The 2017 Indian Premier League is just a couple of days away, and we now know that many of the biggest Indian stars will be missing in action for varying lengths of time. That’s a damper all right. Yet, I find that in a tournament where the slam-bang action of one match segues into the next and very little actually stays in the memory beyond five minutes, there are still a few things to look forward to this year.
Captaincy contretemps in Team Pune
Steven Smith is one of the best batsmen in the world at the moment. There’s absolutely no doubt about that – if there were any, his 499 runs in the four Tests in India should have done enough to dispel them. That aside, if the hype in Australia is to be trusted, he is also well on his way to becoming one of the country’s greatest leaders.
Rising Pune Supergiant have clearly bought into the Australian point of view – if not MS Dhoni, then who? Not Ajinkya Rahane, not Faf du Plessis, but Smith. Fair enough.
An Indian newspaper called the upcoming edition of the Indian Premier League ‘Friends Season 10’ – as apt a description as you’ll find. So all the bad blood during the India v Australia Test series, much of it involving Smith, would be forgotten, right? There shouldn’t be any issues about him leading Dhoni and Rahane, and the others, in Pune.
“If I want something or someone really sees something then they can come up to me, but if there are opinions coming left, right and centre then it can cloud your judgment and what’s going on in your mind. So just try and stay as clear as possible. […] It’s difficult sometimes with so many opinions flying around.”
That’s what Smith said the other day during a Pune press interaction, with Rahane and Ben Stokes seated alongside him.
Stephen Fleming, who first played with and then stood behind Dhoni as coach in Chennai, and then in Pune last season, might not have known about opinions coming left, right and centre, but stressed “… without concentrating just on Steve as captain, which I am excited about working with, we have got leadership [Dhoni, du Plessis, Rahane] and it is very important for a young side like us.”
The beginnings of a conflict there? Who knows.
Dhoni and Fleming, as well as du Plessis, have worked together for a fair stretch of time in the IPL. You’d expect them, as professionals, to fit into the new scheme of things and extend their support to Smith. But it will be fun to keep an eye out when the boys are on the field – body language and all that.
On a couple of occasions during the limited-overs series against England earlier this year, with Virat Kohli leading India, Dhoni seemed to forget who was in charge. The two consulted at times, Dhoni helped tweak the field a few times too, and once, memorably, the older man asked for a review before Kohli could. It had to officially come from Kohli, and it did. And it was a good one.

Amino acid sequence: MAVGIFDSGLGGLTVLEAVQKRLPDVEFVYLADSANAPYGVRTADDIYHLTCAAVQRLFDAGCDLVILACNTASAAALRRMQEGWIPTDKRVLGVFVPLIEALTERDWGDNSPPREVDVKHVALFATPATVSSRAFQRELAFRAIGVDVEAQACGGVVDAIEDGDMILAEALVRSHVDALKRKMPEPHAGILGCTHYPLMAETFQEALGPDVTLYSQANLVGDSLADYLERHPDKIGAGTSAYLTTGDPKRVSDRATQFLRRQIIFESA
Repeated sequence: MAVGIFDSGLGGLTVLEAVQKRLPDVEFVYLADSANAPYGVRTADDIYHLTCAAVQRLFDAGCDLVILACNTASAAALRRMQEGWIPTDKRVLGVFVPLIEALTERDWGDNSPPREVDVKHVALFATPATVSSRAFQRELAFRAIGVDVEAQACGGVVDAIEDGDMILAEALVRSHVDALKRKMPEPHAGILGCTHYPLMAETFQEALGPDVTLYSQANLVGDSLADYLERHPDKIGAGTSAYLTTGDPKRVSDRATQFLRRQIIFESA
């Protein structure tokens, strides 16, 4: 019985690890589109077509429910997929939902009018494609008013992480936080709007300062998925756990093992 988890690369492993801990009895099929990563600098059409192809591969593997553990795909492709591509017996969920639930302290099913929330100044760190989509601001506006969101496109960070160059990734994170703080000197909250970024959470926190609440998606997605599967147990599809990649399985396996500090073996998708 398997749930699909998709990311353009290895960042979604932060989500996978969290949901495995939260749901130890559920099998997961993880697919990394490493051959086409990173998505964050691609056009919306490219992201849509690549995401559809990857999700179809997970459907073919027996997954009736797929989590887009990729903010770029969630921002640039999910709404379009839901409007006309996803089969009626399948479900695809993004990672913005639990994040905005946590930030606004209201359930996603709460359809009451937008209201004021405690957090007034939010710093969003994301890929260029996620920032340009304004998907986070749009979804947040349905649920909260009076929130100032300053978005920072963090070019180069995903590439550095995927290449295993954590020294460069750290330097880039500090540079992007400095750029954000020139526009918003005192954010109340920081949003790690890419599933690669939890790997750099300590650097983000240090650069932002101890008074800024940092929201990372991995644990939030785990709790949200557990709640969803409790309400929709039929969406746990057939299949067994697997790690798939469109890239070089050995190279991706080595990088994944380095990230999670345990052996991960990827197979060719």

You can’t take the captain out of Dhoni, can you?
And I dunno about “left, right, and centre” but there might be quite a bit there from behind the stumps.
Four men with a lot to gain, and lose
Suresh Raina, Shikhar Dhawan, Robin Uthappa and Dinesh Karthik go back a long way.
All of them were a part of the Indian Under-19 World Cup team in 2004. Karthik was the first to make his international debut, the same year, then Raina, followed by Uthappa in 2006, and much, much later, in 2010, Dhawan got there. The four of them were the top-scorers for India in the World Cup – Dhawan the topper – and all these years later, 13 to be exact, all of them are back in the same boat, the one that is just off the shore (the Indian team) but isn’t quite close enough for them to jump on to terra firma.
Dhawan, Raina, Uthappa and Karthik are all in their early 30s now, and only a fool will say that they have no place in the Indian teams of the next few years – interestingly, captained by the man who played the Under-19 World Cup four years after them.
All of them, especially Raina and Uthappa, have been among the biggest IPL stars over the years, and Dhawan is only slightly behind them. As for Karthik, while he has often played back-up roles in the IPL, he is in a great position to resuscitate his international dream following excellent scores in the 50-over Vijay Hazare Trophy and Deodhar Trophy and a pretty good Ranji Trophy 2016-17. One thinks of him as a wicketkeeper-batsman, but he could be a cinch to make the Champions Trophy team as a specialist batsman if he carries his List A form into the IPL. The other three would be backing themselves for a hurrah in England and Wales too.
These are men with a lot to prove, a lot to gain and lose, at the IPL, and keeping a close watch on how they go might make a lot of sense.
Rashid, Nabi, and the Afghan cause
We were doing a spot of TV work on February 20, and between sandwiches and coffee, the auction action was playing out on a truly giant screen in the studio area. All of us ‘analysts’ had our theories and suggestions, and when a team agreed with what we felt, there were the I told yous and I knew its. I think all of us had agreed that Mohammad Nabi would find a team, and he did, to collective sighs of relief. But the time Rashid Khan went from nowhere to close to the stars, there was disbelief all around that, I’m sure, was shared by whoever was watching the goings-on. When he finally went to Sunrisers Hyderabad, Nabi’s home too, it was to a massive whoop in that studio.
Was he paid too much? Possibly. But surely no one was complaining.
Afghanistan’s story has been such – you can’t help rejoice at every achievement small or big, and a little sad at every setback.
The Nabi & Rashid Show at the IPL auction was one for rejoicing. If they get the chance to strut their stuff at the IPL now, all the better. I’ll probably be rooting for Hyderabad this time, only because of the two Afghan heroes in their midst.